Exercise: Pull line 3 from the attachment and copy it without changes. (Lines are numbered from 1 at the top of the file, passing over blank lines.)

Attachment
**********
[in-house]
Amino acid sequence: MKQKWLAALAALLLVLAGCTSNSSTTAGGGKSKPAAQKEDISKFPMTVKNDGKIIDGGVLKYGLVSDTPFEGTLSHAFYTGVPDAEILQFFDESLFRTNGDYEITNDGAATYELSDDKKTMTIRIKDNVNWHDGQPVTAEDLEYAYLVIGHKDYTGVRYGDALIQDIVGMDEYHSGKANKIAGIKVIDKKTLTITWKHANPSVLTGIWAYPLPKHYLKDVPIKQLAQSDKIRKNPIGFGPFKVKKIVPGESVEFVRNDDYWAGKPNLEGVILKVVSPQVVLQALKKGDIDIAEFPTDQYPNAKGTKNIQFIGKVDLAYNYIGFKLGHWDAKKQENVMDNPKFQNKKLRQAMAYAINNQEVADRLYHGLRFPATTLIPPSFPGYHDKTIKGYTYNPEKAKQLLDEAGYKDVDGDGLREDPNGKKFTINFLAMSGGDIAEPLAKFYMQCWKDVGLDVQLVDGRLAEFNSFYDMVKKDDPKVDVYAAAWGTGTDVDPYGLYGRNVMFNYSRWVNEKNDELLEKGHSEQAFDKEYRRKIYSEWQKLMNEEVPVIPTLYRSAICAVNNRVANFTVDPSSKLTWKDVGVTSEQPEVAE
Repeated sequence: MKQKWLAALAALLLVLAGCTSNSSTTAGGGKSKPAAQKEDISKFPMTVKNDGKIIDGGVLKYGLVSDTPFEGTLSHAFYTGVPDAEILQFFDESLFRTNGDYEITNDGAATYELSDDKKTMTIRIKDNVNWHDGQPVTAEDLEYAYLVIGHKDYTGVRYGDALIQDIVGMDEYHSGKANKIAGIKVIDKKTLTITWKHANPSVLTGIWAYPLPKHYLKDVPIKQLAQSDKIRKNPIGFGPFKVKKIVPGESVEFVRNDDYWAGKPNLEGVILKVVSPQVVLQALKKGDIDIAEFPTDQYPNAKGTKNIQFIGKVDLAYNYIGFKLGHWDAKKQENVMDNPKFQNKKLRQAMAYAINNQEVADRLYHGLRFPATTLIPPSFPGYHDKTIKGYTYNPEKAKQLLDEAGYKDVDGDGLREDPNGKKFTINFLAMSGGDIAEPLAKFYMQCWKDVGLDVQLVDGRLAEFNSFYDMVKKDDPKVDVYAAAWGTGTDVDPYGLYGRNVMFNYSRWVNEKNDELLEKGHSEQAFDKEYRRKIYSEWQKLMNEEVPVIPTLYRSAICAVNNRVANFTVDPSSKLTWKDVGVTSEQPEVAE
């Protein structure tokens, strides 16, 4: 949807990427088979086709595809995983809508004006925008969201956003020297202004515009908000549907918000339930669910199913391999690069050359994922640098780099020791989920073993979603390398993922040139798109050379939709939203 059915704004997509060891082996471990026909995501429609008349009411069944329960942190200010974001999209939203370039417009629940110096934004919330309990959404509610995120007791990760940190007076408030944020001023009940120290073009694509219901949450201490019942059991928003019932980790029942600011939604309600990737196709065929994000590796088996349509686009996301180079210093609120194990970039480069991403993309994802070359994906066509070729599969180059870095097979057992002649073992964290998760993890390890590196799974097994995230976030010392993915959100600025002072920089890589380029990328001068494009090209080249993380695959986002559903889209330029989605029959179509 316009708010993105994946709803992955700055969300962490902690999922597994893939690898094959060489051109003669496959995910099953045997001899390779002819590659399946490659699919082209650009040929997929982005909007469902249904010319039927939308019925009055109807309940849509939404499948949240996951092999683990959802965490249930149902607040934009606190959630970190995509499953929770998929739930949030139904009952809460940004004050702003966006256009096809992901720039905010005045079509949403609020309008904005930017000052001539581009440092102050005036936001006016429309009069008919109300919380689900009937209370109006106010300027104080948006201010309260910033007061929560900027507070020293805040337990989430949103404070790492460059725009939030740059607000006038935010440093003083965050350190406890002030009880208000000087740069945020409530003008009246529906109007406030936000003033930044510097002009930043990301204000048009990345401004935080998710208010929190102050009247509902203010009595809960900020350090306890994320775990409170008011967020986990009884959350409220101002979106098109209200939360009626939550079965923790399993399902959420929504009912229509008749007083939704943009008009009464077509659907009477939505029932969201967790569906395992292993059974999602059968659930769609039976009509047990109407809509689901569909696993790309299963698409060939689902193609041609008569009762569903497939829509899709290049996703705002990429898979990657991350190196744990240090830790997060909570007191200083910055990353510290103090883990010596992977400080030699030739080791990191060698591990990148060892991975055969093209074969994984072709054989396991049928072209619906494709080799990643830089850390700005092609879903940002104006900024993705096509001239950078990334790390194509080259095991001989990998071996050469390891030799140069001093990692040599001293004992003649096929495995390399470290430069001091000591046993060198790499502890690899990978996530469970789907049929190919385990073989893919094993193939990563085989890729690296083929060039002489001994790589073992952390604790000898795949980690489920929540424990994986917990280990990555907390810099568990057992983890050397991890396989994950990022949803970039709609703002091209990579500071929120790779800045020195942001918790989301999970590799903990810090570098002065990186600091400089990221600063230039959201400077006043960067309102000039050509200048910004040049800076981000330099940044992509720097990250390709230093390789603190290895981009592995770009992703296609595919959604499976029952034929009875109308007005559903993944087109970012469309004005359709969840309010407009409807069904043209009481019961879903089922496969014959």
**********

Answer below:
Repeated sequence: MKQKWLAALAALLLVLAGCTSNSSTTAGGGKSKPAAQKEDISKFPMTVKNDGKIIDGGVLKYGLVSDTPFEGTLSHAFYTGVPDAEILQFFDESLFRTNGDYEITNDGAATYELSDDKKTMTIRIKDNVNWHDGQPVTAEDLEYAYLVIGHKDYTGVRYGDALIQDIVGMDEYHSGKANKIAGIKVIDKKTLTITWKHANPSVLTGIWAYPLPKHYLKDVPIKQLAQSDKIRKNPIGFGPFKVKKIVPGESVEFVRNDDYWAGKPNLEGVILKVVSPQVVLQALKKGDIDIAEFPTDQYPNAKGTKNIQFIGKVDLAYNYIGFKLGHWDAKKQENVMDNPKFQNKKLRQAMAYAINNQEVADRLYHGLRFPATTLIPPSFPGYHDKTIKGYTYNPEKAKQLLDEAGYKDVDGDGLREDPNGKKFTINFLAMSGGDIAEPLAKFYMQCWKDVGLDVQLVDGRLAEFNSFYDMVKKDDPKVDVYAAAWGTGTDVDPYGLYGRNVMFNYSRWVNEKNDELLEKGHSEQAFDKEYRRKIYSEWQKLMNEEVPVIPTLYRSAICAVNNRVANFTVDPSSKLTWKDVGVTSEQPEVAE